Nothing commendable about deflowering his host’s daughter though, was there? Angry with her though he was, still it rankled to hear the man scold her, in his hearing, whilst remaining silent in regard to his own conduct. He’d rather the man had ordered him flogged.

For Lord Mountnessing had been a remarkably generous and understanding host. He hadn’t batted an eyelid when he’d shown up two days ago without an invitation, demanding to see his sister. Instead, after hearing a brief, and strategically censored, version of what had brought him here, Lord Mountnessing had told him he was welcome to stay for as long as he needed, to get the business with the wayward girl settled to his satisfaction. True, he’d then proceeded to serve him up as a sort of after-dinner entertainment to stimulate the jaded palates of the lords, poets, and bishops already in situ. Nothing like having a serving naval officer, who could provide eyewitness accounts of battles they’d only been able to read about in the papers before.

Though he found it hard to speak about his part in any of the actions in which he’d been involved, he felt he owed it to his host to repay his hospitality by at least answering any question put to him as honestly as he was able. And so, each evening after dinner, when the ladies withdrew, Alec had rendered accounts of various engagements in which he’d fought, drawn verbal sketches of the more famous among the officers with whom he’d served, and attempted descriptions of the various countries where he’d dropped anchor.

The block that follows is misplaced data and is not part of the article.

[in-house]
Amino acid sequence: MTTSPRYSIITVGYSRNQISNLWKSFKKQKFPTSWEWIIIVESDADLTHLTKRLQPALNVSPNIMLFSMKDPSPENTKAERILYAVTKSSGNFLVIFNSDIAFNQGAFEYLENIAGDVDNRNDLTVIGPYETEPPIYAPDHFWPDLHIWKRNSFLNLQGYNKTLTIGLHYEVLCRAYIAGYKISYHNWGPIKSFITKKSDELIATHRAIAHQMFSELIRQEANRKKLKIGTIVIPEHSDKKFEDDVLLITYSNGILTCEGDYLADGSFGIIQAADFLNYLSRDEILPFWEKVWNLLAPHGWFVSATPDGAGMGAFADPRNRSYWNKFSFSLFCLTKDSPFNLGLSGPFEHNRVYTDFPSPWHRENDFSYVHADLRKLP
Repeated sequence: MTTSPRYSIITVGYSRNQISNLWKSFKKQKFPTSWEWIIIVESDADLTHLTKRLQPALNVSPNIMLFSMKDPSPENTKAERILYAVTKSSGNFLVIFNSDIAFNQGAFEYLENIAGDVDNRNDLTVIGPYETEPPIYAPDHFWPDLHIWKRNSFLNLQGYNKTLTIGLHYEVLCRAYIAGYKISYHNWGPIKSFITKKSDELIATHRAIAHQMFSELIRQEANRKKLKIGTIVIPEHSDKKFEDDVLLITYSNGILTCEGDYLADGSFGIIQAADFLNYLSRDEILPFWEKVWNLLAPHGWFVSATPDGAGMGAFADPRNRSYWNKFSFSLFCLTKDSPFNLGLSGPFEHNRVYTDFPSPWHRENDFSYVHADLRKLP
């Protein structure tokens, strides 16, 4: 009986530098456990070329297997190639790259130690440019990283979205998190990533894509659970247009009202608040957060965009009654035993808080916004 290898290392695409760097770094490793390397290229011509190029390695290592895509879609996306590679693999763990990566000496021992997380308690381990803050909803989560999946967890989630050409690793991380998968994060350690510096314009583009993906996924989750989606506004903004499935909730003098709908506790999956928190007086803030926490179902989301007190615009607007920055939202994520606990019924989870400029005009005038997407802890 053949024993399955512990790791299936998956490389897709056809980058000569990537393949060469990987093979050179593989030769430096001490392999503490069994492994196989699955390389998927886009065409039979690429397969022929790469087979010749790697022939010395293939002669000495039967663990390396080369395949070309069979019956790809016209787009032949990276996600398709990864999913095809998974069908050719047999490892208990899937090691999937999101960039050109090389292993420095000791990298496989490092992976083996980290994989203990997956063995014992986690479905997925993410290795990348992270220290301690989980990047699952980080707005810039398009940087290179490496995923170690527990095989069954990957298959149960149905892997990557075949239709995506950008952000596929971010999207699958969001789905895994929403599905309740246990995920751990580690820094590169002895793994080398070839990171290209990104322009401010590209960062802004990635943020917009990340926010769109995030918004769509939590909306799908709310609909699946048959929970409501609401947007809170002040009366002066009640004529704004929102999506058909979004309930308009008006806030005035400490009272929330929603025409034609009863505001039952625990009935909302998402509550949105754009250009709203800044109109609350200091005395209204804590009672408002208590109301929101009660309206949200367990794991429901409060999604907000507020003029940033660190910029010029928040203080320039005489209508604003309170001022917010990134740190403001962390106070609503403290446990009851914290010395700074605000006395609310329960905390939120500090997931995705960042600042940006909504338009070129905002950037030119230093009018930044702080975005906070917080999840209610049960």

It generally ended in them all raising their glasses to him. Which he’d hated. His answering toast had always been to all the other gallant officers and men who’d served with him. Aye, and died, too, in defence of their country. Though the memory of all the friends he’d lost over the years wasn’t all that left a bitter taste in his mouth. It was the fact that these pampered, soft gentlemen felt a sort of patriotic glow from just drinking a toast to the men who’d actually gone out and done the dirty work. That they felt a part of an action they’d never seen, just because he’d told them about it. And though possibly one or two of them might have followed the course of the war against France, the general level of ignorance of the others had been hard to stomach.